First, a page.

text structure
the author’s method of organizing text

understanding gained by “reading between the lines;” a judgment based on reasoning rather than direct statement

a word or group of words in a literary work which appeal to one or more of the senses: sight, taste, touch, hearing, and smell

a judgment based on personal point of view

a conclusion that is used to make a broad statement about a topic or person

a newspaper or magazine article that gives the opinions of the editors or publishers

techniques used to influence people to believe, buy, or do something

an attack on a person instead of an issue

tries to persuade the reader to do, think, or buy something because it is popular or everyone is doing it

red herring
an attempt to distract the reader with details not relevant to the argument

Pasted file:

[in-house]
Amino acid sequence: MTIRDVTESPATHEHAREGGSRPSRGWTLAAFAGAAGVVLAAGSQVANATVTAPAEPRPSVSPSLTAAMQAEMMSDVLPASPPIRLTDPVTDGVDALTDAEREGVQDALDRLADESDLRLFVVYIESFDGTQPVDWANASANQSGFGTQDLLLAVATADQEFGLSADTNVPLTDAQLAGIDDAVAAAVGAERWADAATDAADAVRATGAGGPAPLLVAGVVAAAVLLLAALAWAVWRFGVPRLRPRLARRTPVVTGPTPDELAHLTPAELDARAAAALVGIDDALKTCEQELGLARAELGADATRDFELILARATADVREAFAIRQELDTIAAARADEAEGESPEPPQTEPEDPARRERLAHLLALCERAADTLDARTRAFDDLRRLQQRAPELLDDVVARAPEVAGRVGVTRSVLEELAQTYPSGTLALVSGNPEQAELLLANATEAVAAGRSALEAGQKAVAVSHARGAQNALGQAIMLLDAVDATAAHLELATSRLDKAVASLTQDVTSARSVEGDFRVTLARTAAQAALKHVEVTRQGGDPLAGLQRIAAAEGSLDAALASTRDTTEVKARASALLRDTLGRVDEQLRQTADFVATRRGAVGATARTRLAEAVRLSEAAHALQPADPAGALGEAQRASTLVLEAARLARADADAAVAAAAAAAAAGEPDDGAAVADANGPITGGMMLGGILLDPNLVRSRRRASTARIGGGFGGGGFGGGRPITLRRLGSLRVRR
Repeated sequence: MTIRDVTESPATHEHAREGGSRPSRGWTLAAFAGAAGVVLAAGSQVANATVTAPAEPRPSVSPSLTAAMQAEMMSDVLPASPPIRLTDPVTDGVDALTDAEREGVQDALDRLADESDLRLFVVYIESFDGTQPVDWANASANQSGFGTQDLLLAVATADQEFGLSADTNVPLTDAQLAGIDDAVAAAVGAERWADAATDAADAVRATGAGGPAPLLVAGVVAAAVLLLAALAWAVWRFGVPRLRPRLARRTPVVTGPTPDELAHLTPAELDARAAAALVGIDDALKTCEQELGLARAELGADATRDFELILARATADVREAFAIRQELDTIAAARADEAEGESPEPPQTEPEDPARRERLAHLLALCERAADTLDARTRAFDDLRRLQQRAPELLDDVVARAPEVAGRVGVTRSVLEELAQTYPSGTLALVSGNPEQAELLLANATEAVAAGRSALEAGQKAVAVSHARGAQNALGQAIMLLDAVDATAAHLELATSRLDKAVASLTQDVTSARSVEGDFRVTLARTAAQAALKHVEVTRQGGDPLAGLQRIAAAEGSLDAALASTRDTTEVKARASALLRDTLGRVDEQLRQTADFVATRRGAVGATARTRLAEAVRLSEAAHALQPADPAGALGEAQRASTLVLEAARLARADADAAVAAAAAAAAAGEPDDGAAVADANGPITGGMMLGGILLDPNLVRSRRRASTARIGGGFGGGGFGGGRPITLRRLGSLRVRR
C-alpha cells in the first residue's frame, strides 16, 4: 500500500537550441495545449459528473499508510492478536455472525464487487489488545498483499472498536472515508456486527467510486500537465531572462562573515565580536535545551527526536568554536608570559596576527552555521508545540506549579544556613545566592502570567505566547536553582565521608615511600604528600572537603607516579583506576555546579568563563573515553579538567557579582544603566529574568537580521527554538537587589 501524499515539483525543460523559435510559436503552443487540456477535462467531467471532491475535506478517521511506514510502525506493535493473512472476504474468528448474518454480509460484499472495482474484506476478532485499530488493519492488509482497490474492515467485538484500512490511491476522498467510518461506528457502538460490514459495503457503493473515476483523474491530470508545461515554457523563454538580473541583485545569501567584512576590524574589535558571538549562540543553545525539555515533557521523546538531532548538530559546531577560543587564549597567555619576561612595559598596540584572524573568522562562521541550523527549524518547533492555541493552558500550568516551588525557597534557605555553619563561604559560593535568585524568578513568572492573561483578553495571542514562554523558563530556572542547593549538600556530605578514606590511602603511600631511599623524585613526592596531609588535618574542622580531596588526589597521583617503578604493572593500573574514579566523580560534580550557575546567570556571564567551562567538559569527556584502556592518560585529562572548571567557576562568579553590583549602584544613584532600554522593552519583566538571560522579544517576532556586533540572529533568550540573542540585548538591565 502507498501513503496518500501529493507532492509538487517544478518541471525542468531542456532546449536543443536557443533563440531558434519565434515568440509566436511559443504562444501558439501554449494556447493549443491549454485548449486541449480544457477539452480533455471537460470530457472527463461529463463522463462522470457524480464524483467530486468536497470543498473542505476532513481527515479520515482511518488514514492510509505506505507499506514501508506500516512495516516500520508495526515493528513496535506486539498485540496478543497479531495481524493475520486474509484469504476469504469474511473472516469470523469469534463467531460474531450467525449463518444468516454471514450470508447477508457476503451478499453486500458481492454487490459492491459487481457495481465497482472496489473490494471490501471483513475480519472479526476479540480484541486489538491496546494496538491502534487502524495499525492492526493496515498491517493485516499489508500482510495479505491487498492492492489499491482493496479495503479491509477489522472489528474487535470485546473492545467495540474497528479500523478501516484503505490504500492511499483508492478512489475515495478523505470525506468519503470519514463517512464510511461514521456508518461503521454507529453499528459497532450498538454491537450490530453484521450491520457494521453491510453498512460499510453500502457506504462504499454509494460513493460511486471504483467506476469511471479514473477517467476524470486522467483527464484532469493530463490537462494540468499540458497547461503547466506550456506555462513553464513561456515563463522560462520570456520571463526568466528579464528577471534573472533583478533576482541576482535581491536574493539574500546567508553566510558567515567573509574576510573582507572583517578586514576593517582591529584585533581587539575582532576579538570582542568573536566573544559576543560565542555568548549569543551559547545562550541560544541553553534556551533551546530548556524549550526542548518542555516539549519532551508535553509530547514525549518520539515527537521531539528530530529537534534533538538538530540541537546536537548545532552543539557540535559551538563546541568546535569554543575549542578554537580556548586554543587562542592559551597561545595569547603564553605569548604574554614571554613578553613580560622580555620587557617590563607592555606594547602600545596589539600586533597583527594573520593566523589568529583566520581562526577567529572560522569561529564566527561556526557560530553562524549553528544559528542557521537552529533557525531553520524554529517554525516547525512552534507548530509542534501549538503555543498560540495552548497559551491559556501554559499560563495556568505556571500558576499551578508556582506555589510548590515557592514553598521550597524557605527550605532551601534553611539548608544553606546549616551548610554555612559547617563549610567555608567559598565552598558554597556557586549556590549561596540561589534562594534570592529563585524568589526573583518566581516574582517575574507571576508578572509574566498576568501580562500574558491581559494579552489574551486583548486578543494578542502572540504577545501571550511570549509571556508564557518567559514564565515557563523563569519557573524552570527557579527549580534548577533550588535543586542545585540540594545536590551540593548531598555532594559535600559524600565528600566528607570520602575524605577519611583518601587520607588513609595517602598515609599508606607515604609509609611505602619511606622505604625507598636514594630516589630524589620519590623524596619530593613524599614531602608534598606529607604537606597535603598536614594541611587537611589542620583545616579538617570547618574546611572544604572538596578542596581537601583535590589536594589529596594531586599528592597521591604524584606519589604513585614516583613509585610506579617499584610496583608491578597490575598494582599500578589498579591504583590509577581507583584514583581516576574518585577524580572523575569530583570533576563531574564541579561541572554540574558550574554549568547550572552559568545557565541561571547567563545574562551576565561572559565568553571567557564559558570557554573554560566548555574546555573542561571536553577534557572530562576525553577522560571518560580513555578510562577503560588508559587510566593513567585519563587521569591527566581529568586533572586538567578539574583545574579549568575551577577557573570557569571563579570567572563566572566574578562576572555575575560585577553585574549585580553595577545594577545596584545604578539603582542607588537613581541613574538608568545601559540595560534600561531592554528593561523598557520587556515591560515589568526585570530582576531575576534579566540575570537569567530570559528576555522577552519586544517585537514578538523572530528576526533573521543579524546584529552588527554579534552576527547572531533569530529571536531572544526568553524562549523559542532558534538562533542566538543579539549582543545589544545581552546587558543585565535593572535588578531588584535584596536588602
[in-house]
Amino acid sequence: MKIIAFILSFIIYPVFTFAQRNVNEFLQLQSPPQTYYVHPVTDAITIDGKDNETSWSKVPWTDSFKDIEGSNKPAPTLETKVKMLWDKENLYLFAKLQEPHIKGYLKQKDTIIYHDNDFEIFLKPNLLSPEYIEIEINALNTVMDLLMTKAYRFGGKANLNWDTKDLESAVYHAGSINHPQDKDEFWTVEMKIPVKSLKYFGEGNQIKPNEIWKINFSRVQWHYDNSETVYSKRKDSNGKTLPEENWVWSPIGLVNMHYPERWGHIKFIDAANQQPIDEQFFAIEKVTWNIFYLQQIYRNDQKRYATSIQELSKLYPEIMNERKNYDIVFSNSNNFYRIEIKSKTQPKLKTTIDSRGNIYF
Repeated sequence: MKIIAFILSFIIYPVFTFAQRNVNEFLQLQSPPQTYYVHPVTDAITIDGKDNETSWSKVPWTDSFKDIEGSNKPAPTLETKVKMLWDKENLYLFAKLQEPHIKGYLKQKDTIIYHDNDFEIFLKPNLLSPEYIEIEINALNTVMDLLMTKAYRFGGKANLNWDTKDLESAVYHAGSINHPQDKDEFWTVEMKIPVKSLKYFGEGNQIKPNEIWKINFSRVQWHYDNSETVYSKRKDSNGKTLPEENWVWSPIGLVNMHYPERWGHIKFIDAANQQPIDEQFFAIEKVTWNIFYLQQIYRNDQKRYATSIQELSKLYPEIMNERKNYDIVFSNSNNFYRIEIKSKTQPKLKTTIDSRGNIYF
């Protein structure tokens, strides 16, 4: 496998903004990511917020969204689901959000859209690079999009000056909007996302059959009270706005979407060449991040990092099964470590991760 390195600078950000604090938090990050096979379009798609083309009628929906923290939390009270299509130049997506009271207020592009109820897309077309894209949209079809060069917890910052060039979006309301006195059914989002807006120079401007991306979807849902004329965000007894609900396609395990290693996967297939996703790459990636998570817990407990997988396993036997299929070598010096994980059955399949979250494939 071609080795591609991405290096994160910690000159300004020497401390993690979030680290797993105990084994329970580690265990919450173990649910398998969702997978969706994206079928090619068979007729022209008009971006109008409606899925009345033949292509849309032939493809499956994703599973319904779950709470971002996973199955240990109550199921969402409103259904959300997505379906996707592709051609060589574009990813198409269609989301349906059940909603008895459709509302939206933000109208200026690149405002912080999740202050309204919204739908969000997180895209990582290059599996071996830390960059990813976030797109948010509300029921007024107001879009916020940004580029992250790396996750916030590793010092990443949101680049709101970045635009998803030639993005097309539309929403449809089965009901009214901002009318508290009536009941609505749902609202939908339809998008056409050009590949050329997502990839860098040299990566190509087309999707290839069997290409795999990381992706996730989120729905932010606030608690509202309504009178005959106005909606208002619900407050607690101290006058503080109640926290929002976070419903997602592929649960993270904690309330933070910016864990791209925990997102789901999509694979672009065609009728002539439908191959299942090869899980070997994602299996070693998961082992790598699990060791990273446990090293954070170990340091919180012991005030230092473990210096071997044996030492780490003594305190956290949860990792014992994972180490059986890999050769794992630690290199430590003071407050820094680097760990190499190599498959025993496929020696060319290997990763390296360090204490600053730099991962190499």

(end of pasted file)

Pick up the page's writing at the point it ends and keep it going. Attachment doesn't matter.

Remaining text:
emotional appeal
tries to persuade the reader by using words that appeal to the reader’s emotions instead of to logic or reason

attempts to persuade the reader by using a famous person to endorse a product or idea

sweeping generalization
makes an oversimplified statement about a group based on limited information

circular argument
states a conclusion as part of the proof of the argument

appeal to numbers, facts, and statistics
attempts to persuade the reader by showing how many people think something is true